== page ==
Rome, 7 January 2019
The devastation and terrible suffering caused by the armed conflict in Yemen is a matter of great concern. Conflict, economic collapse, and rising food prices are continuing to push the civilian population into hunger and malnutrition. As Chairperson of the Committee on World Food Security (CFS), the United Nations (UN) platform that strives for a world free from hunger, I cannot remain silent while 20 million Yemenis are food insecure, including 1.8 million acutely malnourished children. Unless urgent action is taken, a whole generation of Yemenis is at risk.
I am writing to strongly urge you to take immediate action to keep the international pledge to protect the civilians of Yemen from further devastation, to relieve them from their suffering and to prevent further damage to their livelihoods.
The latest report on the State of Food Security and Nutrition in the World shows that hunger and malnutrition are mainly driven by man-made conflicts and the consequences of climate change. The on-going conflict in Yemen is disrupting food systems and livelihoods, while preventing humanitarian assistance from getting through to those in need. As I write, three out of four Yemenis cannot reliably produce or buy food.
I wish to join UN High Commissioner for Human Rights, Michelle Bachelet, in calling on all those with involvement or influence in the Yemeni conflict to allow and facilitate the rapid and unimpeded passage of food and other humanitarian relief, and to refrain from taking actions that would deprive civilians of their access to life saving food, water, and health care.
The Inter-Agency Standing Committee (IASC) is coordinating emergency and relief responses, including the provision of health care to 8 million people in Yemen. Additionally, more than 7 million receive food aid and a similar number is given clean water and sanitation support. I urge all CFS stakeholders, the whole UN System and the international community at large, to do everything they can to coordinate efforts while supporting IASC in mobilizing the necessary resources so that emergency and relief activities can meet the needs of the population of Yemen.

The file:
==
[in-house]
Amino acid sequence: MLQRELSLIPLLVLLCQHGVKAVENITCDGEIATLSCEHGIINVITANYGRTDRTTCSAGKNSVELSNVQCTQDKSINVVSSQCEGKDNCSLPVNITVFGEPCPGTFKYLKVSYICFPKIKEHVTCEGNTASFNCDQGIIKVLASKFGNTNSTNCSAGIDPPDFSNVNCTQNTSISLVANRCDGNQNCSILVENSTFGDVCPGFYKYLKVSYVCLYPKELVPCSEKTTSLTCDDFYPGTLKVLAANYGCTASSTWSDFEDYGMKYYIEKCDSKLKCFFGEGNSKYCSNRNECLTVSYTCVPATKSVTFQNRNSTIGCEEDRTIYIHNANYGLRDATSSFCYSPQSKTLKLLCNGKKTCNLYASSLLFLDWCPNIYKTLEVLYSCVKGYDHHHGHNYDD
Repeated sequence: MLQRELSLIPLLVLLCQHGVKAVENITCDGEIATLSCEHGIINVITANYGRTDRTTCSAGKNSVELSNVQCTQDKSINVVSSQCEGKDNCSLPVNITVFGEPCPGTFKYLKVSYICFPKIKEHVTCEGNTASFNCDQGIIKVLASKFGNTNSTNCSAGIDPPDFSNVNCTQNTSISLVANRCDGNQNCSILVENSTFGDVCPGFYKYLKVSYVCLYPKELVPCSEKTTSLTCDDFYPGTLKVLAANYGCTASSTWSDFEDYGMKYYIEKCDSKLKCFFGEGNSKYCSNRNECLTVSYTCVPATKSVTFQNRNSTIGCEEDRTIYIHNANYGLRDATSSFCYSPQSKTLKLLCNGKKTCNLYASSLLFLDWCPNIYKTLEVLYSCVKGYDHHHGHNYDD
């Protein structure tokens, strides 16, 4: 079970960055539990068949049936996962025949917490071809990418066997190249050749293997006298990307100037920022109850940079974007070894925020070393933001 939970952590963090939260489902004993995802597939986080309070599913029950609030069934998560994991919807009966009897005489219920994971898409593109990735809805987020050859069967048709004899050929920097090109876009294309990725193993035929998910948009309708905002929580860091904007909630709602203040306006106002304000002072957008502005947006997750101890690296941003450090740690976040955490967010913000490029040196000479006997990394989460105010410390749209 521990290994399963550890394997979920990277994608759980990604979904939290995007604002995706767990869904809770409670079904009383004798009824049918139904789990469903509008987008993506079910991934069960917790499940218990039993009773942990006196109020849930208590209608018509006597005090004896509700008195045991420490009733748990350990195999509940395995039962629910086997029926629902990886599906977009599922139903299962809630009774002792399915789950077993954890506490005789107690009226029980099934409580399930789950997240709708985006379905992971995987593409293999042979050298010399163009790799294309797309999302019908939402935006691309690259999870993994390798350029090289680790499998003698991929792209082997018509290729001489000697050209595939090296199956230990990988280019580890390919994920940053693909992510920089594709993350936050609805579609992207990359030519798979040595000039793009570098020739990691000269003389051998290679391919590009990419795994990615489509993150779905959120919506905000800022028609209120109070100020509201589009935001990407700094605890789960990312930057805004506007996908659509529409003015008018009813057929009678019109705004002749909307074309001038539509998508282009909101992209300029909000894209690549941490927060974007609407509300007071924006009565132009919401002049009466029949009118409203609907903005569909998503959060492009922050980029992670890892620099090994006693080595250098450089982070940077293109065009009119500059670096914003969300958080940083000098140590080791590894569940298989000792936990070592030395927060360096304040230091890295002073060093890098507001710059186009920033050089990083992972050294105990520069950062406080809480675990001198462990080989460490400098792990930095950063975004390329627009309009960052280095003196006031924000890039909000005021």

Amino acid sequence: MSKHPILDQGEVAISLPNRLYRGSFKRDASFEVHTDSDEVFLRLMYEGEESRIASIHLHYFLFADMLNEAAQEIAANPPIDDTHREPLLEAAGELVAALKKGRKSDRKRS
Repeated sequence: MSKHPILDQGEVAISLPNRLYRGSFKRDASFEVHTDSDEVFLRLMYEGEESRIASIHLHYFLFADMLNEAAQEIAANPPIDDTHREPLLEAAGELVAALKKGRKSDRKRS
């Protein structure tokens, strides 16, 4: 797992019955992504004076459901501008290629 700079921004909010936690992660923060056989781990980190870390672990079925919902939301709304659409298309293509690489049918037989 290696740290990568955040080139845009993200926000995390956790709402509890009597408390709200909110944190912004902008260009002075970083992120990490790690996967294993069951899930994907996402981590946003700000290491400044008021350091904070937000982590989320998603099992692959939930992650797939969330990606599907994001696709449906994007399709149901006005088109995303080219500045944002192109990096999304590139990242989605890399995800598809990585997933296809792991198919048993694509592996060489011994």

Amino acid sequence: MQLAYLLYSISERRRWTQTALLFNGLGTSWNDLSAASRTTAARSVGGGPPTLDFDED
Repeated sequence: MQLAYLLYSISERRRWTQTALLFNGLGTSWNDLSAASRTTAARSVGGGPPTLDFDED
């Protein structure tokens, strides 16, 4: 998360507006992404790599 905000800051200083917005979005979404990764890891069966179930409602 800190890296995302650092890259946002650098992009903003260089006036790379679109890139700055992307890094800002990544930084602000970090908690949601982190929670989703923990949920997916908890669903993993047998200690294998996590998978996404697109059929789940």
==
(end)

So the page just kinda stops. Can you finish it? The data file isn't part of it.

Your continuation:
In addition to saving lives and meeting immediate needs through emergency humanitarian responses, we need to start planning for longer-term assistance to support recovery, build resilience and promote sustainable socio-economic development in a post- conflict Yemen. CFS has created policy recommendations that can be put to use in this juncture, especially the Framework for Action for Food Security and Nutrition in Protracted Crises (CFS-FFA).
Due to the multi-stakeholder nature of CFS, policy recommendations provided by the CFS-FFA have wide legitimacy and reflect a global consensus between governments, UN agencies, civil society, the private sector, academia, research centres, philanthropic entities and other stakeholders on improving the food security and nutrition of people affected by protracted crises such as the one ravaging Yemen. The CFS-FFA sets out principles for addressing existing humanitarian crises and for addressing their underlying causes.
I also echo the calls for assistance from the UN Secretary-General and leaders of UN agencies, and strongly urge all stakeholders, public and private, to come together in applying the principles and actions laid out in the CFS-FFA. We can still avert widespread famine in Yemen. The children, women and men of Yemen need our help now!
Mario Arvelo Chairperson
Committee on World Food Security